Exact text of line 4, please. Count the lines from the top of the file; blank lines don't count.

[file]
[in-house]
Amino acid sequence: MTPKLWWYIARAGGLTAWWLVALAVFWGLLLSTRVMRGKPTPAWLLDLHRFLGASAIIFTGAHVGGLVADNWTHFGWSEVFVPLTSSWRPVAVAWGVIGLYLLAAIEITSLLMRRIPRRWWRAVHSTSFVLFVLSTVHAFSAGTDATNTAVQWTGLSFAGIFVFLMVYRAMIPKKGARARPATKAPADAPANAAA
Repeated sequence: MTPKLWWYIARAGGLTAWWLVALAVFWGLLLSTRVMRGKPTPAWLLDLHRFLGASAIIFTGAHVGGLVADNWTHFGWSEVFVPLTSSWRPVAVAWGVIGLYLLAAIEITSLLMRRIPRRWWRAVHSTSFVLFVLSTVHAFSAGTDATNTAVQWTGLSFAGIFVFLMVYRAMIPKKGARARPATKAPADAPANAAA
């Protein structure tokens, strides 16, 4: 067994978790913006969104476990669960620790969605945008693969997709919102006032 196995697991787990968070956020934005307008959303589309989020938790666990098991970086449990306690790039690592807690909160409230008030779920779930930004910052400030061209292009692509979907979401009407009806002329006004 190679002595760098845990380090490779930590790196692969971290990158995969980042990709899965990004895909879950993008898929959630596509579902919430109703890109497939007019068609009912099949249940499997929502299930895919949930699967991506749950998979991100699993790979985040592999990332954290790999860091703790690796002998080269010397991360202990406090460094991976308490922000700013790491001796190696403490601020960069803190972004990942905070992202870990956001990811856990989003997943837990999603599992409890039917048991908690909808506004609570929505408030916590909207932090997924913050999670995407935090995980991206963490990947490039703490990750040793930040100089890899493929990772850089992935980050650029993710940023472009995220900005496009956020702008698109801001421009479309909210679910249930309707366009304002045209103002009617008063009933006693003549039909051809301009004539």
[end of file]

């Protein structure tokens, strides 16, 4: 067994978790913006969104476990669960620790969605945008693969997709919102006032 196995697991787990968070956020934005307008959303589309989020938790666990098991970086449990306690790039690592807690909160409230008030779920779930930004910052400030061209292009692509979907979401009407009806002329006004 190679002595760098845990380090490779930590790196692969971290990158995969980042990709899965990004895909879950993008898929959630596509579902919430109703890109497939007019068609009912099949249940499997929502299930895919949930699967991506749950998979991100699993790979985040592999990332954290790999860091703790690796002998080269010397991360202990406090460094991976308490922000700013790491001796190696403490601020960069803190972004990942905070992202870990956001990811856990989003997943837990999603599992409890039917048991908690909808506004609570929505408030916590909207932090997924913050999670995407935090995980991206963490990947490039703490990750040793930040100089890899493929990772850089992935980050650029993710940023472009995220900005496009956020702008698109801001421009479309909210679910249930309707366009304002045209103002009617008063009933006693003549039909051809301009004539």